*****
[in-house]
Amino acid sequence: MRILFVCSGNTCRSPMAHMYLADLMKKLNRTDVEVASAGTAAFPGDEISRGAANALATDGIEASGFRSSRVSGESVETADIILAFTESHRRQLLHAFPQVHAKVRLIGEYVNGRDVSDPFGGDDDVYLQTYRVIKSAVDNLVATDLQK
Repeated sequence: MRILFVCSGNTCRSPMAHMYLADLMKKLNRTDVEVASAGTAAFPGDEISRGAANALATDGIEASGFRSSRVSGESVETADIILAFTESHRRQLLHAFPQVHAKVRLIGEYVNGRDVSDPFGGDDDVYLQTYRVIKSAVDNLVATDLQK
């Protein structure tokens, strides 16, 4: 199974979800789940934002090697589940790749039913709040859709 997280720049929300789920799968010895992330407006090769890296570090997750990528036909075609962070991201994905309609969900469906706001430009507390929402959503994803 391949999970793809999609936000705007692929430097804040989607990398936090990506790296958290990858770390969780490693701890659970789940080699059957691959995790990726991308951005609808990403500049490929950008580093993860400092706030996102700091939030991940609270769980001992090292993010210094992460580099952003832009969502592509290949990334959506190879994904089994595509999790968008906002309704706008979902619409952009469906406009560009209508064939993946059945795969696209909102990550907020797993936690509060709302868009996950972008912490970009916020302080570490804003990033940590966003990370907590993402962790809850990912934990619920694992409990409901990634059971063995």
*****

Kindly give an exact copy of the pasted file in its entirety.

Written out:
[in-house]
Amino acid sequence: MRILFVCSGNTCRSPMAHMYLADLMKKLNRTDVEVASAGTAAFPGDEISRGAANALATDGIEASGFRSSRVSGESVETADIILAFTESHRRQLLHAFPQVHAKVRLIGEYVNGRDVSDPFGGDDDVYLQTYRVIKSAVDNLVATDLQK
Repeated sequence: MRILFVCSGNTCRSPMAHMYLADLMKKLNRTDVEVASAGTAAFPGDEISRGAANALATDGIEASGFRSSRVSGESVETADIILAFTESHRRQLLHAFPQVHAKVRLIGEYVNGRDVSDPFGGDDDVYLQTYRVIKSAVDNLVATDLQK
């Protein structure tokens, strides 16, 4: 199974979800789940934002090697589940790749039913709040859709 997280720049929300789920799968010895992330407006090769890296570090997750990528036909075609962070991201994905309609969900469906706001430009507390929402959503994803 391949999970793809999609936000705007692929430097804040989607990398936090990506790296958290990858770390969780490693701890659970789940080699059957691959995790990726991308951005609808990403500049490929950008580093993860400092706030996102700091939030991940609270769980001992090292993010210094992460580099952003832009969502592509290949990334959506190879994904089994595509999790968008906002309704706008979902619409952009469906406009560009209508064939993946059945795969696209909102990550907020797993936690509060709302868009996950972008912490970009916020302080570490804003990033940590966003990370907590993402962790809850990912934990619920694992409990409901990634059971063995």